Scientists Discover Recursion in Crows, a Cognitive Process Thought to Be Exclusive to Humans and Other Primates


According to scientists, Crows can use recursion, a cognitive skill thought to be exclusive to humans and other primates.

A recent study founds that crows have the cognitive capacity to understand one of the linguistic components that make human language so tricky.

According to Noam Chomsky and other linguists in the early 2000s, Recursion set the human language apart from that of animals. It was the only feature that belonged solely to human language. This is not the case, as it turns out; a study from 2020 demonstrated that rhesus monkeys could perform the task as well, and a recently released study demonstrates that crows can perform recursion.

What is recursion, then? It is the ability to identify paired elements in longer sequences, which has been cited as one of the essential components of human symbolic competence. Take the following instance: The rat that the cat chased fled. Adult humans can easily understand that the rat ran and the cat chased, despite the term being slightly ambiguous. Recursion is the coupling of the words “rat” and “run” and “cat” and “chased”.

Put, monkeys and crows, like humans, can identify that a structure may contain other structures that have meaning. However, for many years, scientists believed that recursion was only understood by humans, or at the very least, primates. However, after it was found about two years ago that rhesus monkeys can comprehend the concept of recursion on par with three to four-year-old human children (albeit with some additional training), a team has now carried out similar experiments with crows, and they turned out to outperform monkeys in some aspects!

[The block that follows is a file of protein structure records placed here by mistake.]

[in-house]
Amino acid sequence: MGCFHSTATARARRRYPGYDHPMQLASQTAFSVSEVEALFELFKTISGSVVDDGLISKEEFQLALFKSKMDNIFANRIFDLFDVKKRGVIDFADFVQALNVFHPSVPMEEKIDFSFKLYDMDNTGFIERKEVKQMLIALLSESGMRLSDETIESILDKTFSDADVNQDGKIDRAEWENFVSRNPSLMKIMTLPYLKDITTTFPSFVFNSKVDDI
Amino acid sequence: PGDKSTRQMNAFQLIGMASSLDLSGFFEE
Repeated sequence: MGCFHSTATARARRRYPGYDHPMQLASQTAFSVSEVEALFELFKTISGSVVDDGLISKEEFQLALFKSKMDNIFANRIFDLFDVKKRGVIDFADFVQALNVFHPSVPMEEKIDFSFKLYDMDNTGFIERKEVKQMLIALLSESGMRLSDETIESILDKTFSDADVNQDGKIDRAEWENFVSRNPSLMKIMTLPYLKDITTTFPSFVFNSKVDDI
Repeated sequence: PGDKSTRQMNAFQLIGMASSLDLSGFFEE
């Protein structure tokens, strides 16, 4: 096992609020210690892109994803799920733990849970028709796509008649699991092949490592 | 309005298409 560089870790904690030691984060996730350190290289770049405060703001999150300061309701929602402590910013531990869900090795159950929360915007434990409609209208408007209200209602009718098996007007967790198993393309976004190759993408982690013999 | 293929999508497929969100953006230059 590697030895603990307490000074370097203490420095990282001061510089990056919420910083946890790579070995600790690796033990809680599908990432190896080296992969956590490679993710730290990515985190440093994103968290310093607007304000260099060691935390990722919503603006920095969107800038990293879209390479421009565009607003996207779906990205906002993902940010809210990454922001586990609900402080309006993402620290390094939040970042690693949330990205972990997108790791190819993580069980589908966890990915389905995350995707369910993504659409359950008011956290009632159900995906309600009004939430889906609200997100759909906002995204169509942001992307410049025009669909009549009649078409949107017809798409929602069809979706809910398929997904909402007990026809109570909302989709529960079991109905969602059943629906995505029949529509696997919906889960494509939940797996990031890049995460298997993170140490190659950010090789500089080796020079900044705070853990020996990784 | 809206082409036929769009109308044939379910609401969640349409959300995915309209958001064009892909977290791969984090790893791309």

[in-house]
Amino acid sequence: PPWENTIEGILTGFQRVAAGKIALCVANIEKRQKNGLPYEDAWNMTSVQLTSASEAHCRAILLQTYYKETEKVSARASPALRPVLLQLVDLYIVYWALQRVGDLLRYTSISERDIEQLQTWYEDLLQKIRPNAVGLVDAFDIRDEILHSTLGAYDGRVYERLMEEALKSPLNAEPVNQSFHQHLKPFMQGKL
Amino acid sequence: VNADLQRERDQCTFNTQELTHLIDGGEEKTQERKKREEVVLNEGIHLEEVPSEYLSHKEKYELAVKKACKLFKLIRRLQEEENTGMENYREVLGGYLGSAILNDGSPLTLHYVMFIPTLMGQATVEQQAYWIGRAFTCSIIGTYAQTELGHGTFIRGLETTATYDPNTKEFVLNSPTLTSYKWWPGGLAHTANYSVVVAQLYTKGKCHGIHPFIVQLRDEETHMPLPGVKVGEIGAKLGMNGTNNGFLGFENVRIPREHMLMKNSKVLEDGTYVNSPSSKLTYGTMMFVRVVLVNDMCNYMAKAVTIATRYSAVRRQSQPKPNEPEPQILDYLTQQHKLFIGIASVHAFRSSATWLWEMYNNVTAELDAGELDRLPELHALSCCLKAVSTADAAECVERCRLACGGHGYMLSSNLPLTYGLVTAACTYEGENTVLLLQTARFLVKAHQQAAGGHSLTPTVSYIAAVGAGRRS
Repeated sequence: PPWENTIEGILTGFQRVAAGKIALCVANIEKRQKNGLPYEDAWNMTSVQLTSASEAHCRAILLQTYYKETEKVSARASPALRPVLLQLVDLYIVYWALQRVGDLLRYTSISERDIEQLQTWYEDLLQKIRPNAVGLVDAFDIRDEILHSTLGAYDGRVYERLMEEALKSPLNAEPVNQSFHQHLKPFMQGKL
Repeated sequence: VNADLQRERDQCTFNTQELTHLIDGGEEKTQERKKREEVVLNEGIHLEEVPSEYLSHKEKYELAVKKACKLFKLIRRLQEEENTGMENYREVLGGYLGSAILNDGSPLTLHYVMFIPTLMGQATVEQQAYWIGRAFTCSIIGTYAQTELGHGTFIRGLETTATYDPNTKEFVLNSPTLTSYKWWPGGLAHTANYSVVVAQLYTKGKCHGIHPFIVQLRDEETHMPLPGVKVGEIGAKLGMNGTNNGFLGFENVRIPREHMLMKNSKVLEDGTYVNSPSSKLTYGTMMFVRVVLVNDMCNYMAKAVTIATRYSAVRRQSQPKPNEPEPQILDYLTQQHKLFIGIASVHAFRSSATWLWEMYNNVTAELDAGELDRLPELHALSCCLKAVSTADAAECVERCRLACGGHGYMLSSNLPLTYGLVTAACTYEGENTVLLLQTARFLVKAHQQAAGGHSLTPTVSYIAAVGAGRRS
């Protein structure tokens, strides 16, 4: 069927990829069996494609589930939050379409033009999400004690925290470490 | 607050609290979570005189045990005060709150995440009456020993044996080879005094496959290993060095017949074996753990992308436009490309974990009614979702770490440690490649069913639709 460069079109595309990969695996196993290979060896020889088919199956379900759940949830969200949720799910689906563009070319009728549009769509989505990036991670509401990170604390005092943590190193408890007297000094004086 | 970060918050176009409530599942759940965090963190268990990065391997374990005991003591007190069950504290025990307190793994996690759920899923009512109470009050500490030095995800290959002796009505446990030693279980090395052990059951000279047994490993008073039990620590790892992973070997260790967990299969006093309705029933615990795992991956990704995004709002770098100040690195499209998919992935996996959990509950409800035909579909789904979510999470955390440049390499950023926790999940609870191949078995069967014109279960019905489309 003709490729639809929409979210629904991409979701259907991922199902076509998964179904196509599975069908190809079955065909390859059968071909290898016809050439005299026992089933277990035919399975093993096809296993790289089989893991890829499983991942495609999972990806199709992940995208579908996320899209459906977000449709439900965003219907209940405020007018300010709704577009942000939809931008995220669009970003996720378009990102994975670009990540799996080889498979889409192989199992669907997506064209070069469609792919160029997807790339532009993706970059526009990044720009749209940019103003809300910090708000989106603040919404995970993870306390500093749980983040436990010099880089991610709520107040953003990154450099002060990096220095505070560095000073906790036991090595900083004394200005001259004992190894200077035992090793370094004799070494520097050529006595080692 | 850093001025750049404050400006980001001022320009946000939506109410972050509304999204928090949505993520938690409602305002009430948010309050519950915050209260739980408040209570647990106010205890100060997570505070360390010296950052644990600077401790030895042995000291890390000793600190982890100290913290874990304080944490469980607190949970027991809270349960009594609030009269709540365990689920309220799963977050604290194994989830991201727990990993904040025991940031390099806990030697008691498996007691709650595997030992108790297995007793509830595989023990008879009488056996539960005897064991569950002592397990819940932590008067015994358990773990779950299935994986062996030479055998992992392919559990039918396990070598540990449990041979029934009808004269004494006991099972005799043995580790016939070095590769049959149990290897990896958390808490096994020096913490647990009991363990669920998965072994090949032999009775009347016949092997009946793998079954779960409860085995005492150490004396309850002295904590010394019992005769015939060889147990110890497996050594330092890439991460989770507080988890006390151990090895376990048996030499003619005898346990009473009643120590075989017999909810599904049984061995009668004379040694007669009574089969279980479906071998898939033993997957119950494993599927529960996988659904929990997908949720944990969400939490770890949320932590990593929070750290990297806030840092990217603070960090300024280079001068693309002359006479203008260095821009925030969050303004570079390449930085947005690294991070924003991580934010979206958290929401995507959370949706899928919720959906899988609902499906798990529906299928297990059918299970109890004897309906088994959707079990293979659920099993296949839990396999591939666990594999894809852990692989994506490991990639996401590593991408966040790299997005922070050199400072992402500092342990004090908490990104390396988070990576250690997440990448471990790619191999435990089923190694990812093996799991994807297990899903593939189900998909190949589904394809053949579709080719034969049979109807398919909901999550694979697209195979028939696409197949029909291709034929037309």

Using the same approach as their colleagues in the earlier Wisconsin work with monkeys, University of Tübingen researchers analyzed birds. In this one, the animals had to locate a pair of symbols within a string of symbols. Thus, they had to figure out, for instance, where the pair of brackets were situated within the symbol sequence ()>.

When they did, the researchers started making longer sentences to determine if the test subjects could still tell the embedded sentences apart.

Without the additional instruction the rhesus monkeys received, the individuals could recognize the embedded characters in 40% of trials.

In other words, it turns out that recursive capabilities are not exclusive to primate genealogy. Which serves to emphasize once more how intelligent crows are.

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